Typically the residential real estate market is houses or apartments with rental agreements for one year or longer where the house is rented out to a single family or group of individuals for them to personally live in.
So can you invest in residential homes but have it be a commercial investment? AT what point does it become commercial and why would you do it?
Like all things commercial it all comes down to cash flow and “the numbers”.
Let me show you what I mean.
Over a period of years, all things seem to move toward an upgrade. More people now are traveling for business than ever before. The world is becoming smaller and with more and more foreign investment in Australia we are seeing more corporate execs flying in, staying for a time and flying out.
Time was when they used to stay in a hotel; now they want more homely accommodation. The serviced apartment market is taking off.
Time was when serviced apartments were tiny bedsits for bachelor's and divorcees; now they are beginning to look more like resorts with added business facilities.
Developers are selling blocks of 2 or 3 or more of these apartments to investors. Typically these are Mum and Dad investors who know little about effective commercial investing. Personally this kind of deal is not my scene, but, of course, that's just more down to personal preference.
I'm not saying that these are not worth investing in, but you would want to be pretty sure of your numbers and have some body corporate guarantee of minimum rental yields.
If there is a good marketing plan for the whole complex, then returns can be high and stable over the long term.
Even though leases tend to be short term, rents can be very high which can make up for periods where the property is vacant.
Business analytics firm IBISWorld recently reported the serviced apartments industry has been the strongest performer in the accommodation scene for the past decade. It is set to continue growing at a rate above three per cent a year. Recent estimates of the industry’s revenue indicate a figure of $3 billion a year.
Another variation on this is creating apartments for international students.
I've seen a lot of press about this in recent months given that education is Australia's fourth largest export earner at more than $14 Billion a year.
We host over half a million international students every year, a number that is set to grow to 600k in the next four years.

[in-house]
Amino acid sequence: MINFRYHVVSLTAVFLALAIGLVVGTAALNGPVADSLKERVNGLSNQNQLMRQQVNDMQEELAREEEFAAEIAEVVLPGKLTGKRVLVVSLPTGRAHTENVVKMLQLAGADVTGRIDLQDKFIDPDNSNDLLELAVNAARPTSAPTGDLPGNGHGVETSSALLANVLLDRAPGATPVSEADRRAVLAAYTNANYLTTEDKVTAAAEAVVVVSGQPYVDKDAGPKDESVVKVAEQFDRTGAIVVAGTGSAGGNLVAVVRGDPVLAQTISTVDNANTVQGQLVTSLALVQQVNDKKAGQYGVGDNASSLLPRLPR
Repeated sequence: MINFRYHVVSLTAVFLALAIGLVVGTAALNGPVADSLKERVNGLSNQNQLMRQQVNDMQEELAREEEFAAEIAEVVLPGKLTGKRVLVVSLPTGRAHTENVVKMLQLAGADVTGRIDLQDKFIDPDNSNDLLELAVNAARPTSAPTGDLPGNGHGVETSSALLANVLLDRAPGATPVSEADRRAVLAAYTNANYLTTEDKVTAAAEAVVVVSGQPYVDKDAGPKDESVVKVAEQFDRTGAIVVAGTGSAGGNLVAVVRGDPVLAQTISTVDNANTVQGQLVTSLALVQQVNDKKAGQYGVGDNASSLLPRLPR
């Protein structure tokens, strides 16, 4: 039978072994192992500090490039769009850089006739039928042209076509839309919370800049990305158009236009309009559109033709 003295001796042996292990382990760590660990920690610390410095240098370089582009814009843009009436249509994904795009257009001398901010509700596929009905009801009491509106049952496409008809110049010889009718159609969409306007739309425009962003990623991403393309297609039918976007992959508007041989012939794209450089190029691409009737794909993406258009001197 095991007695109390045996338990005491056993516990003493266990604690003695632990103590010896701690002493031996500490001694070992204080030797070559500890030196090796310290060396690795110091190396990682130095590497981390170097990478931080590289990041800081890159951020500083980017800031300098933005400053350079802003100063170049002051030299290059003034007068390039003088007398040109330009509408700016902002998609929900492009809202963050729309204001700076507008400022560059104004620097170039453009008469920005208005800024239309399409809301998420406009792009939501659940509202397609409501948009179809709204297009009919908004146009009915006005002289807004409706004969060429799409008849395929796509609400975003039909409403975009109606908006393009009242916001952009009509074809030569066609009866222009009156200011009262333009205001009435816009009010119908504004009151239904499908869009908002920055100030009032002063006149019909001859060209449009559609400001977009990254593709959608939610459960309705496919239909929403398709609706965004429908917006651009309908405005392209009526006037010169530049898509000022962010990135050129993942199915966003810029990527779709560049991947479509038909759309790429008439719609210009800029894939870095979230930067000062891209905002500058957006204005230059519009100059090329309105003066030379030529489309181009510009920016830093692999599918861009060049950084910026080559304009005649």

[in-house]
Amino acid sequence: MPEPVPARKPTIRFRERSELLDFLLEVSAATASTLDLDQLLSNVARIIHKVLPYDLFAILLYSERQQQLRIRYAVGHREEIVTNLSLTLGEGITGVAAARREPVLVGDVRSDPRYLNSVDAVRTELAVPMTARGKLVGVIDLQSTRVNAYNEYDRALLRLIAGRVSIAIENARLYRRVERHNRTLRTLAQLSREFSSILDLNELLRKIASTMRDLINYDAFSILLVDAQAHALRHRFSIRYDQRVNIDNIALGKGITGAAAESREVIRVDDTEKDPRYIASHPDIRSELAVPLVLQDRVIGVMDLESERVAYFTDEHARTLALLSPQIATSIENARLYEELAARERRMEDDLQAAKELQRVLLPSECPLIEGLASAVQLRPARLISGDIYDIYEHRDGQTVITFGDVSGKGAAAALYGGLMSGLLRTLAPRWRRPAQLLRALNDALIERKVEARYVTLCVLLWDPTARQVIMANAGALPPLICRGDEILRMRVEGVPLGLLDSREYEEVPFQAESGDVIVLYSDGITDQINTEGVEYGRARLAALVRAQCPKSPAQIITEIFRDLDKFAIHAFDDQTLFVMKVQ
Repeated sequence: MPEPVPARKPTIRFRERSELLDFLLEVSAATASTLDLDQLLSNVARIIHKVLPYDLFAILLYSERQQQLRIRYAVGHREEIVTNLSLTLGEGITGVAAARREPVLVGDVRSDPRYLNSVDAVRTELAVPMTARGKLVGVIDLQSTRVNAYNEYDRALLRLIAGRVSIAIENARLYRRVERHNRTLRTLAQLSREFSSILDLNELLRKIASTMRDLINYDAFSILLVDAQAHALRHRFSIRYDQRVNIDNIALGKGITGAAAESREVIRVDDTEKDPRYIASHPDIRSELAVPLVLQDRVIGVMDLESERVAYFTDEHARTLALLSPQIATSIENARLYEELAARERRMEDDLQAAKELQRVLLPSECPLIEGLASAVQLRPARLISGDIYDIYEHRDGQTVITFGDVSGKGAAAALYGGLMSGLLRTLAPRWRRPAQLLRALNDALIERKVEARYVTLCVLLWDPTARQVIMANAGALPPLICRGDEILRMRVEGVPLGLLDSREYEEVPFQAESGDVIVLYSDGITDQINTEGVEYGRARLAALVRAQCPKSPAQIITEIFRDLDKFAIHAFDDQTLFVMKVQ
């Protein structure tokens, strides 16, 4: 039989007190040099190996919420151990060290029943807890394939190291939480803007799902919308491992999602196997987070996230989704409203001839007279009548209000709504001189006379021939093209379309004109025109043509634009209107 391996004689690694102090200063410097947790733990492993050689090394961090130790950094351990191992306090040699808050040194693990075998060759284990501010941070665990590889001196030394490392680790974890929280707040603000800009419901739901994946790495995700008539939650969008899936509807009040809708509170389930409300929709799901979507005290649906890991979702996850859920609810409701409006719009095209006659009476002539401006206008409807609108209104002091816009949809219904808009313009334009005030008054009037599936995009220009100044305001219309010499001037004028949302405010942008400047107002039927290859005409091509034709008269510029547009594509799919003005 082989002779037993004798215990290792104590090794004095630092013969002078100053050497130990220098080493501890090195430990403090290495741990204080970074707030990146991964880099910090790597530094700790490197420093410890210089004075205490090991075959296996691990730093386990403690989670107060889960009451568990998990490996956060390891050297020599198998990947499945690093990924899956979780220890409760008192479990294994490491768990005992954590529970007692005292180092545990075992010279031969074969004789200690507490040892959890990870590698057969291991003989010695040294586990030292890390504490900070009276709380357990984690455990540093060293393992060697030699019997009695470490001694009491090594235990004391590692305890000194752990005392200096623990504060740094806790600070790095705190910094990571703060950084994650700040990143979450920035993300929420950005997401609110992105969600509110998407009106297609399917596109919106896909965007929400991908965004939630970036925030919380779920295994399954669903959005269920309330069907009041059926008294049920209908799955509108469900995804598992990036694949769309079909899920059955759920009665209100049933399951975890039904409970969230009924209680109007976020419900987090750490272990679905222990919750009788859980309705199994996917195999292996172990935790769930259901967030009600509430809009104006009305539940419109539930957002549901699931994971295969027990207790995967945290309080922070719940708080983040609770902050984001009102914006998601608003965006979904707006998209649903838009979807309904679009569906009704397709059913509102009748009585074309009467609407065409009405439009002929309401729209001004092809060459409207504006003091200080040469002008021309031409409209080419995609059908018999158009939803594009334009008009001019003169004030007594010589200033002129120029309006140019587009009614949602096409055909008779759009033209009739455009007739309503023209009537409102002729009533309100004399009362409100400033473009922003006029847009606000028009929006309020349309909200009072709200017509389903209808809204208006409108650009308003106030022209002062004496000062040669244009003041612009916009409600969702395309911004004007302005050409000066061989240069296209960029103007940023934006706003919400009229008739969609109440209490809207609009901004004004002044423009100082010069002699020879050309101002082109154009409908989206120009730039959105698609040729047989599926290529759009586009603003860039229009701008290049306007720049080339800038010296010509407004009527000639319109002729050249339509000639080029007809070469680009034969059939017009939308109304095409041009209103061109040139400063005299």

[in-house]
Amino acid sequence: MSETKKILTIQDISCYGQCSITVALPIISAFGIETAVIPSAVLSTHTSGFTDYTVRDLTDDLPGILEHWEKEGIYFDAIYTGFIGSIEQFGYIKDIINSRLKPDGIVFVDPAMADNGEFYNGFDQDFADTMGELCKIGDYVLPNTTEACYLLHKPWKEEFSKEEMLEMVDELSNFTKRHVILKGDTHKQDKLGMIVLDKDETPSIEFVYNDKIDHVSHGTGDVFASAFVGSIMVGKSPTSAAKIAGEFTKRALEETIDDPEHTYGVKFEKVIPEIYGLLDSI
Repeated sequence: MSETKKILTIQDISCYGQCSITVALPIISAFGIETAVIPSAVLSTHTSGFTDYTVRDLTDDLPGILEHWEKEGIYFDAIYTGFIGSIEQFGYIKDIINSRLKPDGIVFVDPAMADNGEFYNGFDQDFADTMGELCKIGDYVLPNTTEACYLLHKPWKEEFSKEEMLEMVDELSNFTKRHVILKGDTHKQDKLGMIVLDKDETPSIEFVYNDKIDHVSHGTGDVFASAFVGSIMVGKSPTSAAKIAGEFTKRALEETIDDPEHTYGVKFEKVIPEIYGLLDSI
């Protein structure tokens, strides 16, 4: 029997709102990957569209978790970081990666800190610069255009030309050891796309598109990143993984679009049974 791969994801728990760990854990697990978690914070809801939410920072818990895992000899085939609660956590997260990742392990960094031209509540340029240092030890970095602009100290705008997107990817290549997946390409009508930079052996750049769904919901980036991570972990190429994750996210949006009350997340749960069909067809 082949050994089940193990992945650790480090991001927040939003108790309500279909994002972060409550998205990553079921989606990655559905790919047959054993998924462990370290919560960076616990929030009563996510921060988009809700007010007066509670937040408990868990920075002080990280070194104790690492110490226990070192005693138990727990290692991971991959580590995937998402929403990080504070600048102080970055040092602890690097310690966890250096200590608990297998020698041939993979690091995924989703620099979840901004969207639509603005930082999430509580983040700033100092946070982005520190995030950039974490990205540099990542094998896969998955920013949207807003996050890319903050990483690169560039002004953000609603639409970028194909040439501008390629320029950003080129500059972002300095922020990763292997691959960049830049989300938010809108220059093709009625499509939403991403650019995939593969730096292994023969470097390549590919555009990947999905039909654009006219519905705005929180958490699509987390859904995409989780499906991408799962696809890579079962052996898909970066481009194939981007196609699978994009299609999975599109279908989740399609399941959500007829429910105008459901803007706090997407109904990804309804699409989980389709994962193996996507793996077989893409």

Currently, returns are around the 6%-7% a year that is better than the residential market is not quite on par with some other commercial opportunities.
While the commercial property market seems to be tightening up a bit at the moment with investors willing to take less return in order to secure a commercial property, there are still commercial properties coming up all the time which are proving 8% or higher after all purchase costs and outgoings.
The good thing about these student accommodation deals is that, like the executive serviced apartments, they can be bought in small blocks and should come with body corp agreements for maintenance and other ongoing management.
This may eat into your returns, but it also makes it a hassle free set and forget type of investment if you are looking to stash your cash somewhere that beats what the banks will give you.
Finally, you have the tourism market to explore which allows for a lot of scope and creativity.
There are the same type of deals where you can buy blocks of 2 or 3 holiday apartments in a resort, but I'm not a fan of that kind of investment at all.
In reality I always prefer to just outright own a property, so buying these little groups of units, or holiday apartments, etc. in a larger complex seems to increase your risk. It means that there are too many factors that are out of your control.
A better solution is to develop the property yourself. I've built back-packers accom before and been involved in resorts via a syndicate groups. They can be very lucrative and leave you with more say and more control over how the deal is done.
The same goes for blocks of apartments.
While a block of apartments is considered residential property, over 4 apartments and banks will often make you look at commercial lending and because of a body corporate that a block of apartments must have you can often leave much of the management, maintenance, and upgrades to them.
The great thing about doing this for yourself rather than buying into a larger complex is that you have the possibility to strata-title the units. This allows you to recoup some of your expenses by selling off some of the units and at the same time increasing the overall value of your property.